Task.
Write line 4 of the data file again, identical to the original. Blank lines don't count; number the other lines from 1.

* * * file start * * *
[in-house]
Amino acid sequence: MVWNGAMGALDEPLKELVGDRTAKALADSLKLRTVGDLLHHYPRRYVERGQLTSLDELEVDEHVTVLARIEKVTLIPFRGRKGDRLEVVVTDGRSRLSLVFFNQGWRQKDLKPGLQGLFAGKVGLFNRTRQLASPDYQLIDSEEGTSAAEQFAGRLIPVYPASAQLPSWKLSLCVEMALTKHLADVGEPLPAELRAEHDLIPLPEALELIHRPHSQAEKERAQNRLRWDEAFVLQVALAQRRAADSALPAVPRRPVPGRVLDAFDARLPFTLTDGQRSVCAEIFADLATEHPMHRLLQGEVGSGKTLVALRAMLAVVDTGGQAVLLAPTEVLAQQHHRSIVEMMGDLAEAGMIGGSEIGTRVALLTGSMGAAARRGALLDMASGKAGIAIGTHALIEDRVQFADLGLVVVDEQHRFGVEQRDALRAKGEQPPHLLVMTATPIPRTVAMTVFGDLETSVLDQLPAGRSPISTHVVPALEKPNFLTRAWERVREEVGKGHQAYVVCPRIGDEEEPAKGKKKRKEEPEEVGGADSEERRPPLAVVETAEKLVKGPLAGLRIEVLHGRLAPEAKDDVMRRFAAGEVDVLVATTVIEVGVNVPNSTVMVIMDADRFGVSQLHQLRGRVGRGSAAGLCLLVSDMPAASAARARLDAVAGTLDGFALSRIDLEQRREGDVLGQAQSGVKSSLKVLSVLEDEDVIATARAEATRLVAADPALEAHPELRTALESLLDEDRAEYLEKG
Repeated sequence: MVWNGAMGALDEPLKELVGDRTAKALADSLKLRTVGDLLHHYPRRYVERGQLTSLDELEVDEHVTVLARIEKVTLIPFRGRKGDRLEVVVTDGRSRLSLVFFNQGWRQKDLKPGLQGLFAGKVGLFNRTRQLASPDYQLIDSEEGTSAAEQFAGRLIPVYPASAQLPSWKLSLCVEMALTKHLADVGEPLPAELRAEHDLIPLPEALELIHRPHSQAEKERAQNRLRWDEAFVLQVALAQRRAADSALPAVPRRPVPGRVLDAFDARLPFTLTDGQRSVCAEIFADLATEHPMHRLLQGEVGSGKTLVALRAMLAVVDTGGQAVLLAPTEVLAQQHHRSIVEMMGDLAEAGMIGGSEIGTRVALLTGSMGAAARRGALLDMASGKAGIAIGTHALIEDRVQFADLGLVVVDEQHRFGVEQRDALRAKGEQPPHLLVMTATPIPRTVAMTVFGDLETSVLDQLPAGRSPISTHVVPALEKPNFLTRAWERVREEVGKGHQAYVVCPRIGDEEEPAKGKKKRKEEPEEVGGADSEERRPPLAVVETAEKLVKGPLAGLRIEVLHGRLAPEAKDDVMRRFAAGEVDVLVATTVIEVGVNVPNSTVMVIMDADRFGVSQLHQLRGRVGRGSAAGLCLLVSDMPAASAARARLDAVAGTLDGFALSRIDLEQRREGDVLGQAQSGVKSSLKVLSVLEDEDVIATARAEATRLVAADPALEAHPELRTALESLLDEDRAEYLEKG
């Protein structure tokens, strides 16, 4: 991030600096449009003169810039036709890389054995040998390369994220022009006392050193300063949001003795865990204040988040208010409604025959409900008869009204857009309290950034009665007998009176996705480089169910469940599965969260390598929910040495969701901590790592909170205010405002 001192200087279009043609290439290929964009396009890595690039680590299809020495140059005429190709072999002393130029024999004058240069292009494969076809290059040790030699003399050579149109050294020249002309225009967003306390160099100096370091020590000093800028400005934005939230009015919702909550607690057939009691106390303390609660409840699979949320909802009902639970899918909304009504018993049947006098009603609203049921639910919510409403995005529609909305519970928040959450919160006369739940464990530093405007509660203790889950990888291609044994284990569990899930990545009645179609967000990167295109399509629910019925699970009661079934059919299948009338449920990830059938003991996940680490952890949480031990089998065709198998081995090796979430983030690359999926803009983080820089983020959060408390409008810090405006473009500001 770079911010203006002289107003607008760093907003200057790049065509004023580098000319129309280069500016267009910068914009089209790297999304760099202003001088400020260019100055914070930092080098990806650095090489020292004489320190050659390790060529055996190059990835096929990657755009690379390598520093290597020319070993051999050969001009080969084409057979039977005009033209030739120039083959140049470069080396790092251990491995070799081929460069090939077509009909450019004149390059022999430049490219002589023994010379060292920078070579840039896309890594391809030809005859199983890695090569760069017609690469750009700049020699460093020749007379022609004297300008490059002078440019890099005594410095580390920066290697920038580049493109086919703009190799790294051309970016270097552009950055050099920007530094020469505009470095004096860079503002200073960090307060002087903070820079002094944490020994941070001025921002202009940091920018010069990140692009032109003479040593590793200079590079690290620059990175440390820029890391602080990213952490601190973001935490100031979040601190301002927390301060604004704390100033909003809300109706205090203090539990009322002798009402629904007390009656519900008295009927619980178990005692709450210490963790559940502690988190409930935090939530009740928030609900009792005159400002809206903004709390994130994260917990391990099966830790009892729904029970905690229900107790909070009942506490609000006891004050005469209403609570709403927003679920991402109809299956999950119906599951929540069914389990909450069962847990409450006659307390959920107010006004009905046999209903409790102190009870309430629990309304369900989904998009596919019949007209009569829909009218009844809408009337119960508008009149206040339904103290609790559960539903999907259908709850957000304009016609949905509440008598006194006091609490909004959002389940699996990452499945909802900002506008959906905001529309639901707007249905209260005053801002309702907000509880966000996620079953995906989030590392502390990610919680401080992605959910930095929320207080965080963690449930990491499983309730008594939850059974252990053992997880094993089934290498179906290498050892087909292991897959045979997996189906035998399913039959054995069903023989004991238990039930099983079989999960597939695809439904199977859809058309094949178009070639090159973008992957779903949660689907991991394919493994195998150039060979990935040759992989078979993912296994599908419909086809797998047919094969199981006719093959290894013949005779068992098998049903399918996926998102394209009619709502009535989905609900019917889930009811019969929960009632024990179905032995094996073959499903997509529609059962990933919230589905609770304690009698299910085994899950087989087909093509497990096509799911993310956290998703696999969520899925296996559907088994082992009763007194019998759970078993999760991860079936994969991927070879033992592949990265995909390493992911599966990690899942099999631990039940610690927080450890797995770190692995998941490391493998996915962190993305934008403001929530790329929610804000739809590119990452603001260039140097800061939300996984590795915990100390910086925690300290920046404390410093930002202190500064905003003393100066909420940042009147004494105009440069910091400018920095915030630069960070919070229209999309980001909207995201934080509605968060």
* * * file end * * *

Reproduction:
């Protein structure tokens, strides 16, 4: 991030600096449009003169810039036709890389054995040998390369994220022009006392050193300063949001003795865990204040988040208010409604025959409900008869009204857009309290950034009665007998009176996705480089169910469940599965969260390598929910040495969701901590790592909170205010405002 001192200087279009043609290439290929964009396009890595690039680590299809020495140059005429190709072999002393130029024999004058240069292009494969076809290059040790030699003399050579149109050294020249002309225009967003306390160099100096370091020590000093800028400005934005939230009015919702909550607690057939009691106390303390609660409840699979949320909802009902639970899918909304009504018993049947006098009603609203049921639910919510409403995005529609909305519970928040959450919160006369739940464990530093405007509660203790889950990888291609044994284990569990899930990545009645179609967000990167295109399509629910019925699970009661079934059919299948009338449920990830059938003991996940680490952890949480031990089998065709198998081995090796979430983030690359999926803009983080820089983020959060408390409008810090405006473009500001 770079911010203006002289107003607008760093907003200057790049065509004023580098000319129309280069500016267009910068914009089209790297999304760099202003001088400020260019100055914070930092080098990806650095090489020292004489320190050659390790060529055996190059990835096929990657755009690379390598520093290597020319070993051999050969001009080969084409057979039977005009033209030739120039083959140049470069080396790092251990491995070799081929460069090939077509009909450019004149390059022999430049490219002589023994010379060292920078070579840039896309890594391809030809005859199983890695090569760069017609690469750009700049020699460093020749007379022609004297300008490059002078440019890099005594410095580390920066290697920038580049493109086919703009190799790294051309970016270097552009950055050099920007530094020469505009470095004096860079503002200073960090307060002087903070820079002094944490020994941070001025921002202009940091920018010069990140692009032109003479040593590793200079590079690290620059990175440390820029890391602080990213952490601190973001935490100031979040601190301002927390301060604004704390100033909003809300109706205090203090539990009322002798009402629904007390009656519900008295009927619980178990005692709450210490963790559940502690988190409930935090939530009740928030609900009792005159400002809206903004709390994130994260917990391990099966830790009892729904029970905690229900107790909070009942506490609000006891004050005469209403609570709403927003679920991402109809299956999950119906599951929540069914389990909450069962847990409450006659307390959920107010006004009905046999209903409790102190009870309430629990309304369900989904998009596919019949007209009569829909009218009844809408009337119960508008009149206040339904103290609790559960539903999907259908709850957000304009016609949905509440008598006194006091609490909004959002389940699996990452499945909802900002506008959906905001529309639901707007249905209260005053801002309702907000509880966000996620079953995906989030590392502390990610919680401080992605959910930095929320207080965080963690449930990491499983309730008594939850059974252990053992997880094993089934290498179906290498050892087909292991897959045979997996189906035998399913039959054995069903023989004991238990039930099983079989999960597939695809439904199977859809058309094949178009070639090159973008992957779903949660689907991991394919493994195998150039060979990935040759992989078979993912296994599908419909086809797998047919094969199981006719093959290894013949005779068992098998049903399918996926998102394209009619709502009535989905609900019917889930009811019969929960009632024990179905032995094996073959499903997509529609059962990933919230589905609770304690009698299910085994899950087989087909093509497990096509799911993310956290998703696999969520899925296996559907088994082992009763007194019998759970078993999760991860079936994969991927070879033992592949990265995909390493992911599966990690899942099999631990039940610690927080450890797995770190692995998941490391493998996915962190993305934008403001929530790329929610804000739809590119990452603001260039140097800061939300996984590795915990100390910086925690300290920046404390410093930002202190500064905003003393100066909420940042009147004494105009440069910091400018920095915030630069960070919070229209999309980001909207995201934080509605968060």